The populist Law and Justice party is sure to finish first, but a lot still hangs in the balance.
Poland’s ruling right-wing populist Law and Justice (PiS) party is on track to win the country’s parliamentary elections with 49.3 percent of the vote, according to early official results released on Monday.
The result, if confirmed, would mean that PiS can expect an outright majority in the 460-seat lower house, the Sejm, Poland’s main legislative body.
With 42 percent of the total number of votes counted, Civic Coalition, Poland’s biggest opposition grouping, is in second place with 22.3 percent, followed by the leftist alliance, The Left, with 10.9 percent.
Meanwhile, the bloc of agrarian PSL and anti-system Kukiz 15 has 9.8 percent, and the far-right Confederation 6.6 percent.
The opposition Civic Coalition is led by European Council President Donald Tusk.
An overall majority in the lower house of parliament would give PiS a strong mandate to continue its controversial reforms of the justice system, media, cultural institutions, banking and the energy sector.
Voter turnout reached 61.1 per cent according to Ipsos, the highest since 1989 when communism came to an end in Poland.
In office since 2015 and led by former Prime Minister Jaroslaw Kaczynski, PiS has sought to mobilise poorer rural voters by coupling family values with a popular new child allowance, tax breaks for low-income earners and higher pensions and minimum wages.
It is the first party since the fall of communism to break with the austerity of previous governments, whose free-market policies took a moribund communist economy and transformed it into one of Europe‘s most dynamic.
Al Jazeera’s Andrew Simmons, reporting from Warsaw just before the exit poll was announced, said that it would be “a remarkable situation” if the ruling Law and Justice party won giving it the mandate to push ahead with more reforms.
“This is a populist government, a government that has been giving a number of benefits to the population and by all accounts seems to have gained on that,” Simmons said.
The party had framed the election as a choice between a society rooted in traditional Catholic values and a liberal order that promotes a chosen few and undermines family life.
Opposition parties and Poland’s European Union partners say the outgoing government has undermined the independence of the judiciary and the media and made Poland less welcoming for sexual and ethnic minorities.
“We can guarantee that Polish families are protected, that Poland’s freedom is protected and that the Polish church is protected against attacks,” PiS leader Kaczynski told supporters in its eastern rural heartland on Friday.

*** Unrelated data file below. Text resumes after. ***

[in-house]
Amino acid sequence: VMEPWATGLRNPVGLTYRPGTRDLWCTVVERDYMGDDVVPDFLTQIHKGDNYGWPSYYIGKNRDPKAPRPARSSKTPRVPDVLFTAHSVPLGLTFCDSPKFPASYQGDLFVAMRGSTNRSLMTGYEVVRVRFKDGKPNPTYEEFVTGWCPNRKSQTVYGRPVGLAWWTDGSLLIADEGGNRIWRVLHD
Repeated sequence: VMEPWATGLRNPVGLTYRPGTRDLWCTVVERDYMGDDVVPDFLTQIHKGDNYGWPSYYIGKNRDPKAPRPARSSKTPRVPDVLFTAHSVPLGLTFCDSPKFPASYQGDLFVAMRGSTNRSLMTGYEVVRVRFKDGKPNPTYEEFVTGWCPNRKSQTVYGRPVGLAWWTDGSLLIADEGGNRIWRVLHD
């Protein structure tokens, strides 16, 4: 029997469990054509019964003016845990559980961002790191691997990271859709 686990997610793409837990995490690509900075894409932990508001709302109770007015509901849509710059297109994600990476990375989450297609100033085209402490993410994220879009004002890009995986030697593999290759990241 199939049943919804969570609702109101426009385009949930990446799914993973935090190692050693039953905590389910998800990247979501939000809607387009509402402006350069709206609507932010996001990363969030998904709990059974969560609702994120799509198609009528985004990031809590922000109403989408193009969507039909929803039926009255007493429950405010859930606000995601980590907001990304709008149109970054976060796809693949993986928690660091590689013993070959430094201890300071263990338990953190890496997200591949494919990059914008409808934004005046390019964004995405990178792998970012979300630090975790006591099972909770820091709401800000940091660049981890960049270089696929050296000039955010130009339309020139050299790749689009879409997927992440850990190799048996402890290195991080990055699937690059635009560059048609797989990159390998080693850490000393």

The church does not openly back any party but senior officials have given PiS their tacit support.
On October 1, Poland’s senior bishop wrote that Catholics should vote to defend the right to life from conception, support family values and define marriage as between a man and a woman.
During campaigning, PiS called lesbian, gay, bisexual and transgender (LGBT) rights an invasive foreign influence that threatened Poland’s national identity.
The party has also shifted Poland’s foreign policy away from the European mainstream, becoming a leading proponent of calls to take some powers away from the EU, with which Warsaw is embroiled in a long-running dispute over judicial and media reforms.
Brussels has taken legal action to force Polish authorities to ease legislation it says has politicised the courts.
PiS has also sought closer ties with US President Donald Trump, raising concern among some Western European diplomats that Trump could use the biggest of the EU’s former communist states to sow discord in Brussels over issues such as Iran.
Deeply distrustful of its former Soviet master, Poland has persuaded Trump to bolster Washington’s military presence on Polish soil to counter Russia’s growing assertiveness since its 2014 annexation of Crimea from Ukraine.
On the economy, PiS has promised to shake off the post-communist Polish model that relied on cheap labour by more than doubling the minimum wage over eight years.
Some economists say the party’s already vast social spending has exposed the economy to too much risk at the time of an economic slowdown in the West, while opposition critics say it has deprived the healthcare and education systems of funding.